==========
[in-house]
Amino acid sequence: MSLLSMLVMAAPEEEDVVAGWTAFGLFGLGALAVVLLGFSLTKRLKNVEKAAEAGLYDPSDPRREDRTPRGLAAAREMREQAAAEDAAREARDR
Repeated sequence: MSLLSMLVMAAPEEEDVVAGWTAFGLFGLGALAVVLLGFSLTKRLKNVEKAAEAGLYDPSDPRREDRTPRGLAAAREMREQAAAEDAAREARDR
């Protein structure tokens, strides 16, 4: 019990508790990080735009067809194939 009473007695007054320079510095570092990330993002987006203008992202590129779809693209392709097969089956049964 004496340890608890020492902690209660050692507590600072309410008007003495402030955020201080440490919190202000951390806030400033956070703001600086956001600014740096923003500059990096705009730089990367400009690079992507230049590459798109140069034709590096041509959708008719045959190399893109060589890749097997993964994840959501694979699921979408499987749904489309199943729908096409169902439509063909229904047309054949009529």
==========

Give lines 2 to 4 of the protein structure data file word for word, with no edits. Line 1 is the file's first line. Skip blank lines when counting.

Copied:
Amino acid sequence: MSLLSMLVMAAPEEEDVVAGWTAFGLFGLGALAVVLLGFSLTKRLKNVEKAAEAGLYDPSDPRREDRTPRGLAAAREMREQAAAEDAAREARDR
Repeated sequence: MSLLSMLVMAAPEEEDVVAGWTAFGLFGLGALAVVLLGFSLTKRLKNVEKAAEAGLYDPSDPRREDRTPRGLAAAREMREQAAAEDAAREARDR
């Protein structure tokens, strides 16, 4: 019990508790990080735009067809194939 009473007695007054320079510095570092990330993002987006203008992202590129779809693209392709097969089956049964 004496340890608890020492902690209660050692507590600072309410008007003495402030955020201080440490919190202000951390806030400033956070703001600086956001600014740096923003500059990096705009730089990367400009690079992507230049590459798109140069034709590096041509959708008719045959190399893109060589890749097997993964994840959501694979699921979408499987749904489309199943729908096409169902439509063909229904047309054949009529």